by Brian Blum
Franchised American automotive dealers spent more than $7.86 billion on advertising in 2007 according to the latest report from the National Automobile Dealers Association (NADA). Ad expense in the average new-vehicle dealership rose 3.4 percent from 2006. That’s still not good news for U.S. newspapers: In the past 10 years, ad spending for print media dropped by 25 percent, from 52 percent in 1997 to 26.7 percent in 2007.
That still puts newspapers in the No. 1 spot, but not by much. The typical dealership spent 16.6 percent of its advertising dollars on the Internet, up from 11.5 percent in 2006 and 9.9 percent in 2005.
Other ad expenditures include television (17. 4 percent), radio (16.9 percent) and direct mail (10.2 percent). Advertising per new vehicle sold ranged from $435 to $610 depending on the total number of ads being placed at once.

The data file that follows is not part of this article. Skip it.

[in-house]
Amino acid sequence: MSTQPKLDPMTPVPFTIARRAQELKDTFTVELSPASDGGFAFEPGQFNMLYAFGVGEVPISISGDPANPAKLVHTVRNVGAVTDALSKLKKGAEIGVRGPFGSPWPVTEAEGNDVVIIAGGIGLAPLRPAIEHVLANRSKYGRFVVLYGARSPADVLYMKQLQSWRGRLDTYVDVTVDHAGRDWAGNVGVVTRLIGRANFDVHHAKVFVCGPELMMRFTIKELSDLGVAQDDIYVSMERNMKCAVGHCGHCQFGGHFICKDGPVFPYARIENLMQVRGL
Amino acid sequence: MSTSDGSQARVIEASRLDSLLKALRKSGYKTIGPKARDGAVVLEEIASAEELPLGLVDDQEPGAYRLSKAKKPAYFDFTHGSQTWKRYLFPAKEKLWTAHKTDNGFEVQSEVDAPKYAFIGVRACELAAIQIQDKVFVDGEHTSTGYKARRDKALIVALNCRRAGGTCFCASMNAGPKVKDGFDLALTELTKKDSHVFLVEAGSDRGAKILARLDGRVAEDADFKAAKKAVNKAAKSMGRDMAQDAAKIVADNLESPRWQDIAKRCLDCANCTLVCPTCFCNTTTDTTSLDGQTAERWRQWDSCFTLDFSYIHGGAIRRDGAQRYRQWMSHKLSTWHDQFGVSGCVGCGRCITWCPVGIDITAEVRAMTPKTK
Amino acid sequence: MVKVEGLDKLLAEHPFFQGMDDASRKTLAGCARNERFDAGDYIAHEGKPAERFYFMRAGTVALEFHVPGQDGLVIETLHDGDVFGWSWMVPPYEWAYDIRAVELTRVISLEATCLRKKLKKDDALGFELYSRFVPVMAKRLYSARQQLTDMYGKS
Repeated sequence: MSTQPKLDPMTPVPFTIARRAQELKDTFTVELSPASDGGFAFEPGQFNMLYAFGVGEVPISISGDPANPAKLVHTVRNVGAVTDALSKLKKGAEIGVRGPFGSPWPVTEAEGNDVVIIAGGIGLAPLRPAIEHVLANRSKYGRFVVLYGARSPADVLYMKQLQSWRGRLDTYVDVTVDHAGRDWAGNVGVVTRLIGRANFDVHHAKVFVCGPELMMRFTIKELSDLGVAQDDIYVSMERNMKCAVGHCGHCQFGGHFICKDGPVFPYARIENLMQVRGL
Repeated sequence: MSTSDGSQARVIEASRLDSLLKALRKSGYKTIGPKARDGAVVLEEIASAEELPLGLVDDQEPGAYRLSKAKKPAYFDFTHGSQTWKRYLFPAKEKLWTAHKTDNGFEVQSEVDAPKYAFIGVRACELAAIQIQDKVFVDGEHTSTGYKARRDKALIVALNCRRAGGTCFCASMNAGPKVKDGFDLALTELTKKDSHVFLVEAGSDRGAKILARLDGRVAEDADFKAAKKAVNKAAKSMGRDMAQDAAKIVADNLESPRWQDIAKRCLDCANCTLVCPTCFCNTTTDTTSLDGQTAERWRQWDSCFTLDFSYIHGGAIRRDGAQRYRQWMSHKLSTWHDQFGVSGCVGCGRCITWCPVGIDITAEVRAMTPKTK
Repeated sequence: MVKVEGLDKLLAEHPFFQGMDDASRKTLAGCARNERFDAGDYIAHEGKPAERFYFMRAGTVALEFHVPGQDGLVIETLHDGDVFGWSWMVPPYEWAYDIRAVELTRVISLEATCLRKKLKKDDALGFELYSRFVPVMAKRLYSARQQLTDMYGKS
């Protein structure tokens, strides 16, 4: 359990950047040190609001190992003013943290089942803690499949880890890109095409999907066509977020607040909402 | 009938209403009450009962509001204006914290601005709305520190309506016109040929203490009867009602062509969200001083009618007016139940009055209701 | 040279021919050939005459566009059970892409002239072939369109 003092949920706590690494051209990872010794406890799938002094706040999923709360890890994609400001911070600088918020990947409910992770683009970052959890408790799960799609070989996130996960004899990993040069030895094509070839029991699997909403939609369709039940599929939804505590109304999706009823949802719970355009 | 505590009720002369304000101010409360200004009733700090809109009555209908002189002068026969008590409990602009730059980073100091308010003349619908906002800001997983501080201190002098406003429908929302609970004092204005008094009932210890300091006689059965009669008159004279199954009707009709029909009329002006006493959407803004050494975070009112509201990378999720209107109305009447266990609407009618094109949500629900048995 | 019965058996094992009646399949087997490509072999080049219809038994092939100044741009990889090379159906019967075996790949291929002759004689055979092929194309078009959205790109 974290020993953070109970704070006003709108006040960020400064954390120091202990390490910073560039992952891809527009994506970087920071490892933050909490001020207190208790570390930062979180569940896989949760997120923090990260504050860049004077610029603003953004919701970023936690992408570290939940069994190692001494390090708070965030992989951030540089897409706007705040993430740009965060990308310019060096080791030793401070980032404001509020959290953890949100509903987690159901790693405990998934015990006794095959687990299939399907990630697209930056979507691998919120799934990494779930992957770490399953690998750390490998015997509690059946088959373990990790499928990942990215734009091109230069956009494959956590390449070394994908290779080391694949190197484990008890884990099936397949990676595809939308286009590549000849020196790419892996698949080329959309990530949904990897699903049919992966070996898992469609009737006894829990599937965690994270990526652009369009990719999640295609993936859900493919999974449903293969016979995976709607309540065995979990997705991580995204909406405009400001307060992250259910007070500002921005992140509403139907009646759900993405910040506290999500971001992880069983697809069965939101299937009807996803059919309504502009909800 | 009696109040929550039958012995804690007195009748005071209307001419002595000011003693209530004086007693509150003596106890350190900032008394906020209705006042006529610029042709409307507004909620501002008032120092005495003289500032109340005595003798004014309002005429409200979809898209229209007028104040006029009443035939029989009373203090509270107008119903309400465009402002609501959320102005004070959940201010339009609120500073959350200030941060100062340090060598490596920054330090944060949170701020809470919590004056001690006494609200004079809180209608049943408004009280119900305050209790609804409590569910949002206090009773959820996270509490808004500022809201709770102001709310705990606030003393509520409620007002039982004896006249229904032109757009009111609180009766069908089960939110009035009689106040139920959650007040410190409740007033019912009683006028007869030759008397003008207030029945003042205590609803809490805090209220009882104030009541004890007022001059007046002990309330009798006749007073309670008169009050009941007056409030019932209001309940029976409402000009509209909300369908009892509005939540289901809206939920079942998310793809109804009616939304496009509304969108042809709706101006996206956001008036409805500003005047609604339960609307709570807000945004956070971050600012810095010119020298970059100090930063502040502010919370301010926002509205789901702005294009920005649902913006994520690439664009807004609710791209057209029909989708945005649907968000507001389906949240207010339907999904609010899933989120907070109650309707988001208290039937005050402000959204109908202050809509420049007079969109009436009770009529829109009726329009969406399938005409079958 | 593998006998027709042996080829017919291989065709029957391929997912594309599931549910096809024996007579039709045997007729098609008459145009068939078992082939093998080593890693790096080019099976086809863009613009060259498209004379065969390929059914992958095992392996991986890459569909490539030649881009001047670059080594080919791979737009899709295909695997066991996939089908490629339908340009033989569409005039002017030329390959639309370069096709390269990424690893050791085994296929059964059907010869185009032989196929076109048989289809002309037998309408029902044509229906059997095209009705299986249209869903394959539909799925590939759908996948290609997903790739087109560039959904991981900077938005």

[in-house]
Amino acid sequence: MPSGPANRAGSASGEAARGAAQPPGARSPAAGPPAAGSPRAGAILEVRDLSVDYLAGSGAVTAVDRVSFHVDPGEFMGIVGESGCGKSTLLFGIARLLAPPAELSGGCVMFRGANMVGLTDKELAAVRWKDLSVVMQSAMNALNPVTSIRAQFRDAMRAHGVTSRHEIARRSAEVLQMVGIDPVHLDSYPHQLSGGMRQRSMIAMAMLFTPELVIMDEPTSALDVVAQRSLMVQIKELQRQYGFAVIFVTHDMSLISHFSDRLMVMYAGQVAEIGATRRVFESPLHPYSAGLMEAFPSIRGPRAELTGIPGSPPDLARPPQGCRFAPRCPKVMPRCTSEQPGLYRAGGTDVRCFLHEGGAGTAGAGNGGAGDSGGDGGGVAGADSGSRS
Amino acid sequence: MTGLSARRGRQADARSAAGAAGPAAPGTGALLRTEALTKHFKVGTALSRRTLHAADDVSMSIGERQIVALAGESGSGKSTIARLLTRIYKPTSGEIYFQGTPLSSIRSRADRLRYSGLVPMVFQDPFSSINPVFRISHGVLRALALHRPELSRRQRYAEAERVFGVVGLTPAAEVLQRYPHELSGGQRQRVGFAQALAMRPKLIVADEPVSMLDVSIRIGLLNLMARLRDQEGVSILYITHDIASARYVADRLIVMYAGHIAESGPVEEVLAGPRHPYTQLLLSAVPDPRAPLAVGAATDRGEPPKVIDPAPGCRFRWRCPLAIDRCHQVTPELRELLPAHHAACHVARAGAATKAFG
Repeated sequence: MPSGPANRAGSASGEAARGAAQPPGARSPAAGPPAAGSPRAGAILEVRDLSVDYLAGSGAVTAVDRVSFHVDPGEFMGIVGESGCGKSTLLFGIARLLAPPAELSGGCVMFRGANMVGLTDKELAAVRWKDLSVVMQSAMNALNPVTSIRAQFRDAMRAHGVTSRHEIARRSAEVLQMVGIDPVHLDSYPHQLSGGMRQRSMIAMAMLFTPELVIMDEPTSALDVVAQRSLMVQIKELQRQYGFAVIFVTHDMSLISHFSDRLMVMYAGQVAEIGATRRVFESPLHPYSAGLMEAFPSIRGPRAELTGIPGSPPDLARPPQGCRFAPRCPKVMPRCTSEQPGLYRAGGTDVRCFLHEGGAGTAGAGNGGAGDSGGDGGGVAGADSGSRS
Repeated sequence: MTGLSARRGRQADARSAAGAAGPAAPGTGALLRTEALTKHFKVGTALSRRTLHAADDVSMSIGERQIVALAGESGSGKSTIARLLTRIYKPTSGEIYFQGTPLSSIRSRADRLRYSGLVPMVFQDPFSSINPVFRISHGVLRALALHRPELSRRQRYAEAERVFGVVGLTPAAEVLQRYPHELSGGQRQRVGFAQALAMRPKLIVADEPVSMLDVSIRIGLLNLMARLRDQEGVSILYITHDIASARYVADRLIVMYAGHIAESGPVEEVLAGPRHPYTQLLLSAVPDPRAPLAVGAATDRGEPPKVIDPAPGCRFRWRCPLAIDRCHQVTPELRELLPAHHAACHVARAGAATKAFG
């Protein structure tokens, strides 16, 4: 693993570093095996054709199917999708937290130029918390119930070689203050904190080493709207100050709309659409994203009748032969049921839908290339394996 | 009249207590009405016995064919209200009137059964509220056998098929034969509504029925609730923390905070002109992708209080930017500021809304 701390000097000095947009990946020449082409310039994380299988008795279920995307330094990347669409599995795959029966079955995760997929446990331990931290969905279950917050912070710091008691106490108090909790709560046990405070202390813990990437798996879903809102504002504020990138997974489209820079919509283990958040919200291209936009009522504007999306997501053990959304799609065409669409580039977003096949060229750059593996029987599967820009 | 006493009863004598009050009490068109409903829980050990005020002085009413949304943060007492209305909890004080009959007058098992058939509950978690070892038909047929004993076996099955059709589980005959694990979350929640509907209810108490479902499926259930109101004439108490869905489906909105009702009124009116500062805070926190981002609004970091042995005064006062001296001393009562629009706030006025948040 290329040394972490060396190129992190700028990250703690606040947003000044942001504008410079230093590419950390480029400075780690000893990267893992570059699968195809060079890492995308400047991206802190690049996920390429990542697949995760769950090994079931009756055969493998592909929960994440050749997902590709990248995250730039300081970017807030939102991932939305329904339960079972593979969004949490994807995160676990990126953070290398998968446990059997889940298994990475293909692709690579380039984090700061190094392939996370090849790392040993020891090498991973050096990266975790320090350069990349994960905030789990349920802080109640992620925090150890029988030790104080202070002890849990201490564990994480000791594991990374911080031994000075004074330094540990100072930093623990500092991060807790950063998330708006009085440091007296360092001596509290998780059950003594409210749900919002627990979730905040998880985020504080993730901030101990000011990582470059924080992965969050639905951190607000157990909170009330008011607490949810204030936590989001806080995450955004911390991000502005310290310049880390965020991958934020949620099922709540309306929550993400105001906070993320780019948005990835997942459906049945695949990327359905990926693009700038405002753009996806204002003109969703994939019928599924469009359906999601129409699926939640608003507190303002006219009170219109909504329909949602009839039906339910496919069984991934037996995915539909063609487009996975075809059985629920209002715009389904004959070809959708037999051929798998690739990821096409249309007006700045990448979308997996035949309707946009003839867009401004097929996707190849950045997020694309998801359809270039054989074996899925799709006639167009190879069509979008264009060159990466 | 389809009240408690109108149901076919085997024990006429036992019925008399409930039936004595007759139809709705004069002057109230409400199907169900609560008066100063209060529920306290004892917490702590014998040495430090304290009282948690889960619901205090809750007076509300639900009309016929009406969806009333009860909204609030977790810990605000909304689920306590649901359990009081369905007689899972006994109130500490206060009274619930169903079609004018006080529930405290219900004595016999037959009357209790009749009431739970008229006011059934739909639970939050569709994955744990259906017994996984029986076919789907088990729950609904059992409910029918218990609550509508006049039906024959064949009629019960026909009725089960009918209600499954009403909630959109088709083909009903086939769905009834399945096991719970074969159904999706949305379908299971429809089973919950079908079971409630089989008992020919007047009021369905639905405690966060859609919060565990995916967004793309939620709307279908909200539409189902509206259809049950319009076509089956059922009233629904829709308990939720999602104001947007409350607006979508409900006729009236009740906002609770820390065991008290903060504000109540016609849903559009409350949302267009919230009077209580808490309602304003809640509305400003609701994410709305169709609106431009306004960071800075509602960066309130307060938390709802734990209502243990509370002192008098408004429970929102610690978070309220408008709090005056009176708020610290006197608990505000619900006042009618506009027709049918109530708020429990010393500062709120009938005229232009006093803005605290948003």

Other highlights from the NADA report:
- The nation’s new-car dealers sold 16.1 million units in 2007, down slightly from the previous year’s 16.5 million units. NADA predicts 2008 will be down another 3 percent.
- Total dealership dollar sales were up 3 percent last year to $693 billion. That allowed dealers to maintain payroll employment of 1, 114,400 people.
- Used vehicles contributed 27 percent of operating profit in 2007, a 1.5 percent rise in transaction prices and nearly an 11.5 percent gross margin on retail selling prices.
- 18.5 million used cars were sold in 2007 – 11.4 million retail and 7.1 million wholesale. As a source of used cars, auctions have made the biggest inroads in the past decade, from 10 percent of the dealer’s inventory in the early 1980s to 32 percent in 2007,
- Service and parts brought in the lion’s share of profits for dealers at 81 percent or $84 billion, a 4 percent increase from 2006.
- Dealerships have been getting bigger. In 1988 there were 7,007 dealers with sales of less than 150 new vehicles a year. Today there are only 3,336 such stores.
- The average selling price of a new vehicle in 2007, including accessories and options, increased by 1.2 percent from 2007 to $28,800.
- On June 30, 2007, there were more than 248 million vehicles in operation. The median age for the car population was 9.2 years. For trucks it was 7.1 years.